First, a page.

Yes, it’s the favorite time of the year for every obsessive music scribe (is there any other kind?). The Village Voice’s Pazz and Jop poll is now out. As anyone who’s kept their eyes and ears open, as usual, there’s not many surprises: Kanye West and M.I.A. came out on top as they did in many other polls from last year. And I still go by my overall reservations about the poll that I spouted last year.
A few things surprised me though. Dean Robert Christgau got to do his overall essay as always but the other essays this time looked more like extended comments. Most of them were only a paragraph or two. In previous years, the comments had been longer meditations about the state of the biz but now they concentrated on a particular artist or song. So what happened? One thing is, as Christgau sadly told P&J voters, the Voice isn’t going to be paying for comments. That likely took a toll on any potential zeitgeist essays.
I think there’s another factor here. As blogs become more and more ubiquitous, this is where writers’ comments are appearing throughout the year. Saving these up for P&J isn’t as practical anymore especially when you can be assured that your comments will appear in your own blog as opposed to making the cut in P&J.
I also wondered about the list I submitted to the poll. Another gripe that I have about P&J is that asking to pick a mere 10 albums ain’t realistic. There were a lot more albums that I wished that I could have given props to but couldn’t so out of frustration, I printed my own full list on my other blog. I consider that to be a much more realistic representation of what I liked and would like people to know about that just a top 10 list.
For the list that I did submit to P&J, I noticed that when I checked it against the rest of the electorate there, I was kind of an outcast (and I don’t mean the Southern rappers). With the exception of a few items on my singles list (Beck, Bright Eyes, Ying Yang Twins), almost everything else I voted for only had a few other people support or sometimes only me supporting it. What that means I guess is that I can celebrate as a proud iconoclast or worry that I’m pathetically out of touch with the pulse of the music biz. It’s probably a little bit of both but I know that in the end, I try to be honest as I can about what I like and which music I support. I recognize other artists for the stars that they are and at least make an attempt to understand their popularity but that doesn’t mean I have to love ‘em.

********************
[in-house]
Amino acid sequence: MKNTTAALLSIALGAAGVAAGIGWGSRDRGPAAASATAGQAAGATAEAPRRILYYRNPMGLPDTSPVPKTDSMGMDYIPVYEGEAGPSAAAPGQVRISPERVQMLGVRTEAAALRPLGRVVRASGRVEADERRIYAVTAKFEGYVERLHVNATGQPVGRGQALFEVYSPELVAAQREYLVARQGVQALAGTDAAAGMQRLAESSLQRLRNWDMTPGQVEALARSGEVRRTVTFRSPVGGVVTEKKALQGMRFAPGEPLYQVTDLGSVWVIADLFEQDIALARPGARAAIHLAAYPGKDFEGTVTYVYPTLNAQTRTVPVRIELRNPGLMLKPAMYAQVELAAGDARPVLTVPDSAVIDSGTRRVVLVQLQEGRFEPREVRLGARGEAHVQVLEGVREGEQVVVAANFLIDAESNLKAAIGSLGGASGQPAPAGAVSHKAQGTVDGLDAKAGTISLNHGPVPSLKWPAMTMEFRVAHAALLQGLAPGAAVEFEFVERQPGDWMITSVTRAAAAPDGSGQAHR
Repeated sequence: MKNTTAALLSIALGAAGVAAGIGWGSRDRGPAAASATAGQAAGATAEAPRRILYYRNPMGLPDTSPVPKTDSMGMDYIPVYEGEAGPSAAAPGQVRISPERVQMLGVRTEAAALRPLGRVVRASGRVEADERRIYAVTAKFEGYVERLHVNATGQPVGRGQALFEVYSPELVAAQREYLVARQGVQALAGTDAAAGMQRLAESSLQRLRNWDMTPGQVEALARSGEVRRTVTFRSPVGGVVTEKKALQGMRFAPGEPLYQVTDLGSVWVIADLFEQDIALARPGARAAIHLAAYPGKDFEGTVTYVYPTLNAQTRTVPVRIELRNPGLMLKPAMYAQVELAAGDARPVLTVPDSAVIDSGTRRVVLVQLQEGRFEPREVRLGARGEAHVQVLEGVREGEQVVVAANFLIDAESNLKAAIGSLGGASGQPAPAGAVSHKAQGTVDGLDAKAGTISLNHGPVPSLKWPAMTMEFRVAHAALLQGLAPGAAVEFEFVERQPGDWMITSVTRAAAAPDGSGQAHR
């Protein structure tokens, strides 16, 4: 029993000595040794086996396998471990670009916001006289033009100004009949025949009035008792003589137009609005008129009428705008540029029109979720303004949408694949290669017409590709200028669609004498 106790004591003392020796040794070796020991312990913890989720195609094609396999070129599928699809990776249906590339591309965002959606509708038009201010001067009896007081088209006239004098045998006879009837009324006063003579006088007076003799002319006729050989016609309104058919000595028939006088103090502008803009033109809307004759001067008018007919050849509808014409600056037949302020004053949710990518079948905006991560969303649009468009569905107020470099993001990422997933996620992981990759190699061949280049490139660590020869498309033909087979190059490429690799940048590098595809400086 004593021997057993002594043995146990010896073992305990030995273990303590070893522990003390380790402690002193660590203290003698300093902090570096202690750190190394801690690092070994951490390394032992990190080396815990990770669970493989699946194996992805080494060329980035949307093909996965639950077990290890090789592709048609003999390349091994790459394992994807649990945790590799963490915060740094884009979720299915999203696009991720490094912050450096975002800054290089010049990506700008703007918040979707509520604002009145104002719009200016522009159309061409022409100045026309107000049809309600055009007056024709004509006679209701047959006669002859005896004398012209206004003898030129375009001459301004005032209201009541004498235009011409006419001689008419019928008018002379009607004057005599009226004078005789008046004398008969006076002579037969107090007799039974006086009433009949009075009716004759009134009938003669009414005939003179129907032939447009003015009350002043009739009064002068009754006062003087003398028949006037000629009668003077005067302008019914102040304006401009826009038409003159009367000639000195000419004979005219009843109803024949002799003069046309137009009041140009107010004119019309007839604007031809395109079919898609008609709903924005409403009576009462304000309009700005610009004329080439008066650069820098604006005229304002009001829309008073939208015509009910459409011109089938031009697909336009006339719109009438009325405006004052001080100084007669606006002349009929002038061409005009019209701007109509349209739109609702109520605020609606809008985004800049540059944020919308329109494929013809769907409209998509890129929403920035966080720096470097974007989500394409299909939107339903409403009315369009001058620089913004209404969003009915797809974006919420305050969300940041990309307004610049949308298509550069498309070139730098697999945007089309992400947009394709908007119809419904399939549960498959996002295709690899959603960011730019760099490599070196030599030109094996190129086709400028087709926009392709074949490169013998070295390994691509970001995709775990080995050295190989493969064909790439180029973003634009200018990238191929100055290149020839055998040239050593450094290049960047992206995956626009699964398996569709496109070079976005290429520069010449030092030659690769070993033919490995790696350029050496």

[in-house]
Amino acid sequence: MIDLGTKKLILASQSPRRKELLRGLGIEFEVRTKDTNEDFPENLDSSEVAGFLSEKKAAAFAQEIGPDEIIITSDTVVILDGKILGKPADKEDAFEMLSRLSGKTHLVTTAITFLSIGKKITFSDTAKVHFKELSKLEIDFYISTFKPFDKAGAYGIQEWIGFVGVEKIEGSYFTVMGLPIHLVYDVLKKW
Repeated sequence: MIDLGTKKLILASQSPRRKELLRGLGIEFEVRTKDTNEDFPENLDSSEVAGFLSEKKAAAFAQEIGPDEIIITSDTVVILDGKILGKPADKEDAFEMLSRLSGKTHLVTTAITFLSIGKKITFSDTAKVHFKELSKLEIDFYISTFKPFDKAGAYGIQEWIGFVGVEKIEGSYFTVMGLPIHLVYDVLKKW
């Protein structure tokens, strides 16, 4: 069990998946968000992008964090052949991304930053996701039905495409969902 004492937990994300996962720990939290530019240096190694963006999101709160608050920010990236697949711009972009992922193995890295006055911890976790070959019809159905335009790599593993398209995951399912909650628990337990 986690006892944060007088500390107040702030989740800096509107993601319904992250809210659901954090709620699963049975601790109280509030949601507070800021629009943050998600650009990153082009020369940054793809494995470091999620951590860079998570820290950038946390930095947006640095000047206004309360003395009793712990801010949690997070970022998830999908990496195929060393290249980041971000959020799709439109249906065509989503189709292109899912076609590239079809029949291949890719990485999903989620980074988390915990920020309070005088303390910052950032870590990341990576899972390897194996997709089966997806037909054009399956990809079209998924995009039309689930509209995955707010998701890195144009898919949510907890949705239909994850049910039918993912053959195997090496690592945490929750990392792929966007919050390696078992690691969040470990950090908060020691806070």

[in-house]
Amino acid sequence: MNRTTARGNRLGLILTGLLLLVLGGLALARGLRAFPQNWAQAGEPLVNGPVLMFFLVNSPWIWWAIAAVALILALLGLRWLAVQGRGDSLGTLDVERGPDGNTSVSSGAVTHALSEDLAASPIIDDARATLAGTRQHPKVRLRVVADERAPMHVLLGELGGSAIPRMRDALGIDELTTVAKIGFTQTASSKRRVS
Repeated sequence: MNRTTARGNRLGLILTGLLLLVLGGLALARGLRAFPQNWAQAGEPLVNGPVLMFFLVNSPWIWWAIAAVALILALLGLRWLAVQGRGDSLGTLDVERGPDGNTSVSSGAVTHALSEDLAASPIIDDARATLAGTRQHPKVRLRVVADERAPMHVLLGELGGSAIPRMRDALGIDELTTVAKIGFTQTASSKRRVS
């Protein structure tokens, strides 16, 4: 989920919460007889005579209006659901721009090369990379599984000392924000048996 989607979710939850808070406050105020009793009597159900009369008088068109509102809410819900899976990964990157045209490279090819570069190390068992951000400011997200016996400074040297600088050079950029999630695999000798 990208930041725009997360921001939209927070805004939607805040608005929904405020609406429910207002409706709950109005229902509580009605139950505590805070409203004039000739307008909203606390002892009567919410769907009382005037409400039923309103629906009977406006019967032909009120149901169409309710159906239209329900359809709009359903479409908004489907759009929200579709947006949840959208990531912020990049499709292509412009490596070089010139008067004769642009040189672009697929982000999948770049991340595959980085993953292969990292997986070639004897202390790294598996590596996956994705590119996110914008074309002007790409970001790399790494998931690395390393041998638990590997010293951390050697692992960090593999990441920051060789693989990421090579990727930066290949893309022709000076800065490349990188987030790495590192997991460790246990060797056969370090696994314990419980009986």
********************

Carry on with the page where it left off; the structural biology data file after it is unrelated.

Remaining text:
I’m sure there were other voters whose list probably matched or came close to matching the overall P&J top 10. I actually don’t have a problem with that IF that’s really the music that they love. Reacting against a particular artist’s popularity to not look conformist is actually just as bad as being consciously conformist- two sides of the same coin. Which is to say, viva your own taste, whatever it may be and whether anyone else agrees with it or not.
We all know how critical it is to keep independent voices alive and strong on the Internet. Your donation will help PopMatters stay viable through these changing and challenging times.